An industrial odor control technology manufacturer has a new heated model in its lineup of mobile equipment engineered to manage outdoor odor vapor from landfills, waste treatment facilities, livestock operations, paper mills, food processing plants and other operations that experience cold weather.
The OdorBoss 60G with Heat by Dust Control Technology combines an enclosure with insulation, heat tracing and internal heat generation to protect equipment and components during operation and storage in freezing conditions.
Originally developed at the request of a customer in the US Midwest, the design is a versatile, effective odor control mechanism suitable for year-round use, DCT says.
The unit uses a mixture of water and odor treatment agents to distribute a specially engineered mist over great distances using a powerful fan that propels the treatment into the air where it can attach to odor vapor. The result is a reduction in both short- and long-range odor without equipment clogging or downtime from frozen lines, helping companies remain compliant with environmental regulations and maintain good neighbor relations.
DCT says other odor control methods such as perimeter fence misting units and spray trucks can have serious issues in winter. Perimeter fence misting tubes freeze, rendering them useless for part of the year. Water spray trucks commonly experience ice buildup on the inside wall of the tank, along pipes and around nozzles, often requiring indoor storage to thaw, potentially restricting operation.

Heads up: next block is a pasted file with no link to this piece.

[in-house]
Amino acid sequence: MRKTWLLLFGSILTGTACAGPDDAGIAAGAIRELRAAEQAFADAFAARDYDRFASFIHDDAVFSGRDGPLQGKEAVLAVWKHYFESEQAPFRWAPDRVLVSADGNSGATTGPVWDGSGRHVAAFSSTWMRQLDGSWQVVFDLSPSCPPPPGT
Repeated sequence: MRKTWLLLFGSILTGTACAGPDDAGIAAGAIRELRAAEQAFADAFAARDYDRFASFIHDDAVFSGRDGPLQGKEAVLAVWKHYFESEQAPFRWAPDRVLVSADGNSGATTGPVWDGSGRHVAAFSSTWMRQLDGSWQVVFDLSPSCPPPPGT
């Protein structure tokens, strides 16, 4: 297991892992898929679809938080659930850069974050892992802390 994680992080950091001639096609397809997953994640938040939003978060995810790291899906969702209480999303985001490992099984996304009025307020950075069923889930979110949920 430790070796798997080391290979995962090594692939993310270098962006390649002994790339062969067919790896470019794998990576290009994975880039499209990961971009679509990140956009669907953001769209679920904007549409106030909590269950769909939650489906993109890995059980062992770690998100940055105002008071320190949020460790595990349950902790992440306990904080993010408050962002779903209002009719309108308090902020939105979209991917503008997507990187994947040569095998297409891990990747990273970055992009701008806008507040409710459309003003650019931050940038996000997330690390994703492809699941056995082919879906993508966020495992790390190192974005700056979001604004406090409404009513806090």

Inspired by the company’s core line of industrial fan-driven dust suppression products, the OB-60G with Heat has been engineered to deliver a finer mist that is better suited to optimum odor control, DCT sats.
Based on principles of matching the droplet size to the size of the targeted vapor, the system uses a special nucleator nozzle and a 10 HP air compressor to create an engineered fog comprised of millions of tiny droplets as small as 15 microns in diameter. The droplets hang suspended in the air for long periods of time as they attract and collide with odor-causing molecules, counteracting them in the process.